On June 4, 1996, Markeith Cooper was dressed in a suit and sitting in the Radisson Mart Plaza Hotel next to two of the greatest high school football players in Dade County’s history: Miami High’s Sedrick Irvin (a 4th round pick in the 1999 NFL draft) and Northwestern’s Nate Webster (a 3rd round pick in 2000). The three were the leading contenders for Dade County’s 1996 Male Athlete of the Year, an award that's a lot like the Heisman trophy in prestige, except it takes into consideration an athlete’s success in multiple sports. More than 1,200 people had gathered that morning for the Miami Herald’s All-Dade Athletic Awards Breakfast Presentation. All were eager to learn who would take earn the honor as the county’s top male athlete. In the moments before the winner was announced, Markeith and Sedrick—friends since childhood—teased each other about who was going take home the prize. Both were confident in their chances. Why shouldn’t they have been? Irvin had led his Miami High football team to an undefeated regular season. Along the way, he’d amassed 32 rushing touchdowns. In the winter, he’d played a key role on Miami High’s state championship basketball team. Markeith had also starred on the football field as a running back in 1995, breaking the Dade County single season rushing record previously set by Columbus’s Danyell Ferguson in 1991. For an encore in his senior year, Markeith helped Palmetto’s Wrestling team win its first state championship since 1976 by becoming Florida’s 145 pound state champion. Markeith smiled when the winner was announced. Then he watched his childhood friend make his way to the podium. To this day the two friends still tease each other about the award.
Sedrick Irvin was one of the great running backs in Dade County history. However, in this writer’s humble opinion, Markeith Cooper achieved athletic success during his senior year that not only should have won him the honor of top male athlete in 1996, but it should be considered one of the best athletic senior years in Miami Dade's history.
If he ONLY set the single season rushing record, Markeith’s senior year on the gridiron would be one still worth talking about today. But he also won the state championship in wrestling, beating Orlando University’s Jason Jessee with a 9-3 decision in the title match. The win helped Palmetto secure a state championship for coach David Soderholm, who for the last 20 years has been vocal about who he thought was the best athlete in Dade in 1996.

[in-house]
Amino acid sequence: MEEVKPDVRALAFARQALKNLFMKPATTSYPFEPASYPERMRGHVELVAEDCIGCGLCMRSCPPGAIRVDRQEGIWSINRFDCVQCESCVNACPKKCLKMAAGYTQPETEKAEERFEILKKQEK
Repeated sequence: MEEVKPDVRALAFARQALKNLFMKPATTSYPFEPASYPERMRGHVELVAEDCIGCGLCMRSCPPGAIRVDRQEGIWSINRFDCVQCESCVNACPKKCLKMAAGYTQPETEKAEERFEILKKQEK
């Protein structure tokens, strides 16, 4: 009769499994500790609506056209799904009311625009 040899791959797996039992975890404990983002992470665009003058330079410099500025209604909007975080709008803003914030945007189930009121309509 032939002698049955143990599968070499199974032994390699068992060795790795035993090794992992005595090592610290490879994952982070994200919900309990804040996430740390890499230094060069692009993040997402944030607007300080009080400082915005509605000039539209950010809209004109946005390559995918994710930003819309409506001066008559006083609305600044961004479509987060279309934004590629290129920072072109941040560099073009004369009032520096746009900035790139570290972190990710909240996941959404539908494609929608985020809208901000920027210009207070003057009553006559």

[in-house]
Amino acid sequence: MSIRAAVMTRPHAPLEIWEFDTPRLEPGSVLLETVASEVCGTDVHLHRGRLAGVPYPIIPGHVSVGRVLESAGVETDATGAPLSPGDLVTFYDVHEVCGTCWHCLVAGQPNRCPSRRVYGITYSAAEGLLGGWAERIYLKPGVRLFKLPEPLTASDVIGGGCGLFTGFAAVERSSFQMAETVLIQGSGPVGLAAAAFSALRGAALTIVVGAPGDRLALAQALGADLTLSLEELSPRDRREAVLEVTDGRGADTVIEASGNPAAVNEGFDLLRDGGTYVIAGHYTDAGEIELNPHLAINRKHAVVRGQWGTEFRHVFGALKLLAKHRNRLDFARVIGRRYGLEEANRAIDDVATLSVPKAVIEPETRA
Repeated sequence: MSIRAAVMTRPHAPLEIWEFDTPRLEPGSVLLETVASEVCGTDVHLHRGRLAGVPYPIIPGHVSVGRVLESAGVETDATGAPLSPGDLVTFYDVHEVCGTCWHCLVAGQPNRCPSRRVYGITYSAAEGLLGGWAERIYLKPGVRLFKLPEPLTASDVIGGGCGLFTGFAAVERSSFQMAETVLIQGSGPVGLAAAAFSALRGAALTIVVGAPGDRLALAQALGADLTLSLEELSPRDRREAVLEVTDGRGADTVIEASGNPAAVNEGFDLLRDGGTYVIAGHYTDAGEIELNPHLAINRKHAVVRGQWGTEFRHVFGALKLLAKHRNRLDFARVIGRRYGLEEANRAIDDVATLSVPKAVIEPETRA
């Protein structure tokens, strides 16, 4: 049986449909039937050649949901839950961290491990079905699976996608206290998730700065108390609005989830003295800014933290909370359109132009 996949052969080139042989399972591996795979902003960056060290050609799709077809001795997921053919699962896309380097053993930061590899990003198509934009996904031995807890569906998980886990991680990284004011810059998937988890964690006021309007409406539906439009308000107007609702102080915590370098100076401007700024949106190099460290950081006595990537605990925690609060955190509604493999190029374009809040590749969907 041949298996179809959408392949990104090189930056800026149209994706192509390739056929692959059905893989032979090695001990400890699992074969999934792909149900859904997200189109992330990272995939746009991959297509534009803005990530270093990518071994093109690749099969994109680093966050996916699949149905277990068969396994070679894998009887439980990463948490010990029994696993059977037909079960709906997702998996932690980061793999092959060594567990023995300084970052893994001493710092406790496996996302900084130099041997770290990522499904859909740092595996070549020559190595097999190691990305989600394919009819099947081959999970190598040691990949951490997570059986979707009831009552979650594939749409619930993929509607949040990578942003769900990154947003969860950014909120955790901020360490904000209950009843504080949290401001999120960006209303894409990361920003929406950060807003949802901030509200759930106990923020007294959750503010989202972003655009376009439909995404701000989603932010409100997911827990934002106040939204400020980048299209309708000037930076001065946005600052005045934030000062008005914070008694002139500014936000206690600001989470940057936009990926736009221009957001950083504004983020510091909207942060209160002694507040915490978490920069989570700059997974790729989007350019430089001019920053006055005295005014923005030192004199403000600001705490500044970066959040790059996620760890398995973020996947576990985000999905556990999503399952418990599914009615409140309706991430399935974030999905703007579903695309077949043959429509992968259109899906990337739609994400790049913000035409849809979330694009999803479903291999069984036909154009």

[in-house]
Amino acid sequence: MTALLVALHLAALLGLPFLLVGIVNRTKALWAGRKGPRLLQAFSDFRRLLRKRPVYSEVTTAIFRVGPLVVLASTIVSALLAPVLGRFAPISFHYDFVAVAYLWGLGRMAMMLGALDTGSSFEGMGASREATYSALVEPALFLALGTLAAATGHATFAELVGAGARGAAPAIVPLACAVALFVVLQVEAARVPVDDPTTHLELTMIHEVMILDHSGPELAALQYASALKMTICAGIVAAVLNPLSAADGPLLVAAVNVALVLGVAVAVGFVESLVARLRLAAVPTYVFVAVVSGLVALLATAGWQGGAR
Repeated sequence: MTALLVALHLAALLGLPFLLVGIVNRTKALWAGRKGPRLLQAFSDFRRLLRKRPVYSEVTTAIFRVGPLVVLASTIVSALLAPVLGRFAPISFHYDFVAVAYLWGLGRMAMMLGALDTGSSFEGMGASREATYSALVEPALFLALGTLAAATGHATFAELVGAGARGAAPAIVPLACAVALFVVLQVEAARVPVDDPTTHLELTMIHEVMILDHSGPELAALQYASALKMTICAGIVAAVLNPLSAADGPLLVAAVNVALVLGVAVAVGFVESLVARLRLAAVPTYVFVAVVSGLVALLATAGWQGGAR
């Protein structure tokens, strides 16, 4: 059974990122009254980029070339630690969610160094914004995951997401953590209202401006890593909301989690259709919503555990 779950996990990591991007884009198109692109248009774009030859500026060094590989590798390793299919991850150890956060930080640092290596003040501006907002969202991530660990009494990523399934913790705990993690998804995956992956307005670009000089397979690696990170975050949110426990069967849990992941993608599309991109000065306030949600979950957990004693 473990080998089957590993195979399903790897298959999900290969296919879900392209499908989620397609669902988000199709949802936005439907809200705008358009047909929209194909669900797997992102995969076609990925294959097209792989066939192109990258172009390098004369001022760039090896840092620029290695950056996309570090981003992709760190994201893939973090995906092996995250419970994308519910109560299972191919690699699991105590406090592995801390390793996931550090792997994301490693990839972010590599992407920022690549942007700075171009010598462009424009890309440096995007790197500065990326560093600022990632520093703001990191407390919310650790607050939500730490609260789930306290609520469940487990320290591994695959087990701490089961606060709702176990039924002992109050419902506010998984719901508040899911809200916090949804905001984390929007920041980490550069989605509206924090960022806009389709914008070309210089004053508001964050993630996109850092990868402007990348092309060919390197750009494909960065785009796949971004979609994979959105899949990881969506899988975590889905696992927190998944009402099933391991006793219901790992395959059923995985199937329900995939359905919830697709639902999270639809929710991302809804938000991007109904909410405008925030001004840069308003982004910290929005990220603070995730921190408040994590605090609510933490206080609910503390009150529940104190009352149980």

"No question it was Markeith," Soderholm says. "He led the county in rushing, then won a state title in wrestling. The Herald told me they believed that Irvin would be the better athlete in college and beyond. That's what they told me. Irvin had a great career in college [at Michigan State], but Markeith had the better senior year in high school."
Palmetto's wrestling coach from 1988-2014 has seen a lot of tough athletes. He ranks Markeith among the toughest he's ever coached.
"He's at the top of the toughness scale. Markeith was an amazing athlete and extremely coachable. He had an invisible strength to him. Pound for pound, he was one of the strongest athletes I've ever coached. He also had tremendous balance and leverage. At times he might have started slow, but then he would attack like he was shot out of a gun."
Thinking back to Palmetto's state championship run in 1996, Coach Soderholm recalls how his team fed off Markeith's success.
"He was quiet, laid-back," Soderholm says, "but the team rallied around him. That group of kids had been together for three years. A lot of them played multiple sports together. You don't see that as much these days. But those kids were from the neighborhood. They had a lot of pride in their program and in their school and they were the best in the state that year."
Legendary Speed There’s a gravelly stretch of asphalt behind the Palmetto High gymnasium that’s served as a runway for many of the fastest 40-yard-dash times in high school football history. Legend has it that if you look close enough at its surface, you can see trace remains of the burn marks left by speed demons from the early to mid 1990’s. Tales of sub 4.3 40 times have been handed down through generations of Panther players like lore intended to honor history by remembering the past. Markeith’s exploits on this fabled stretch are as legendary as they come. Those who saw him run his official 40 yard dash during his senior year stand by their eye witness accounts, despite speculation from listeners who claim the time he achieved is impossible. In the pre-season before his senior year, Markeith Cooper ran forty yards in 4.26 seconds.
Tough and Clairvoyant If an athlete’s greatness is measured in his toughness, then few would be considered greater than Markeith. During his sophomore year in 1993, he suffered a dislocated finger in a football game against Southwest High. “My finger is stuck,” he told Soderholm, who also served as Palmetto’s running backs coach. Soderholm pulled off Markeith’s glove and found a finger bent in a position fingers shouldn’t. “Give me your hand,” Soderholm barked. Cooper obliged and the coach snapped the finger back into place. Markeith went back in the game and racked up 225 yards en route to a 30-13 Palmetto win. 1995 was a year of record setting performances for Markeith. He set the single game rushing record with 361 yards against Braddock. 95 came on a play where Cooper called his shot. The Panthers were backed up on their own five yard line. Markeith looked out the back of his end zone and saw friend and teammate Mack Merritt, who had been suspended from the game and was watching from across a fence. “Watch this,” Markeith said to Mack, “I’m gonna take this one to the house.” Then he did it.